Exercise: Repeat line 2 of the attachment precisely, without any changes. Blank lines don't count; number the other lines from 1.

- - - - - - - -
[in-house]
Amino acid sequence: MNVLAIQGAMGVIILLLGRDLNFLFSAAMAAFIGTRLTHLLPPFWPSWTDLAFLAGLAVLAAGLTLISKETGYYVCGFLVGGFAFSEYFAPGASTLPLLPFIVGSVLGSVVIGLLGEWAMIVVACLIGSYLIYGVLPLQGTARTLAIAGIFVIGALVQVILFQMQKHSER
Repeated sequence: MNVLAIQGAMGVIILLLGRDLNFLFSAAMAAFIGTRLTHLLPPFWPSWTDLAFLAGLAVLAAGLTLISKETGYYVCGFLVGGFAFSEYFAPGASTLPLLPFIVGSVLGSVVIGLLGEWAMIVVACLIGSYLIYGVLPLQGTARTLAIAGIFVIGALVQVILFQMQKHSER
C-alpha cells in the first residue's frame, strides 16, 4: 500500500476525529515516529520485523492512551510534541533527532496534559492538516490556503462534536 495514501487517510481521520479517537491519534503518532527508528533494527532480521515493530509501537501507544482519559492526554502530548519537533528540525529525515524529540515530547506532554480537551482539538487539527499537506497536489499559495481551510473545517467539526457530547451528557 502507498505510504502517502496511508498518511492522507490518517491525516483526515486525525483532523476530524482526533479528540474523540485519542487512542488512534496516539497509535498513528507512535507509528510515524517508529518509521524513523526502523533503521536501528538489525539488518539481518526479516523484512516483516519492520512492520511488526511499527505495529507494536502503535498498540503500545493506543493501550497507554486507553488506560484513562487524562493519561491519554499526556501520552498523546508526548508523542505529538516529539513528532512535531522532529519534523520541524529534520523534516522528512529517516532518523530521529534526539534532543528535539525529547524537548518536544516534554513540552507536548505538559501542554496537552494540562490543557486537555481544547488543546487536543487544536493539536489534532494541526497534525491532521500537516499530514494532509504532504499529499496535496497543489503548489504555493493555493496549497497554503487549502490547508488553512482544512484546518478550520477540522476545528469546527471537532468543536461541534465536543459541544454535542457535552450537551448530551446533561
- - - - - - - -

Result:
Amino acid sequence: MNVLAIQGAMGVIILLLGRDLNFLFSAAMAAFIGTRLTHLLPPFWPSWTDLAFLAGLAVLAAGLTLISKETGYYVCGFLVGGFAFSEYFAPGASTLPLLPFIVGSVLGSVVIGLLGEWAMIVVACLIGSYLIYGVLPLQGTARTLAIAGIFVIGALVQVILFQMQKHSER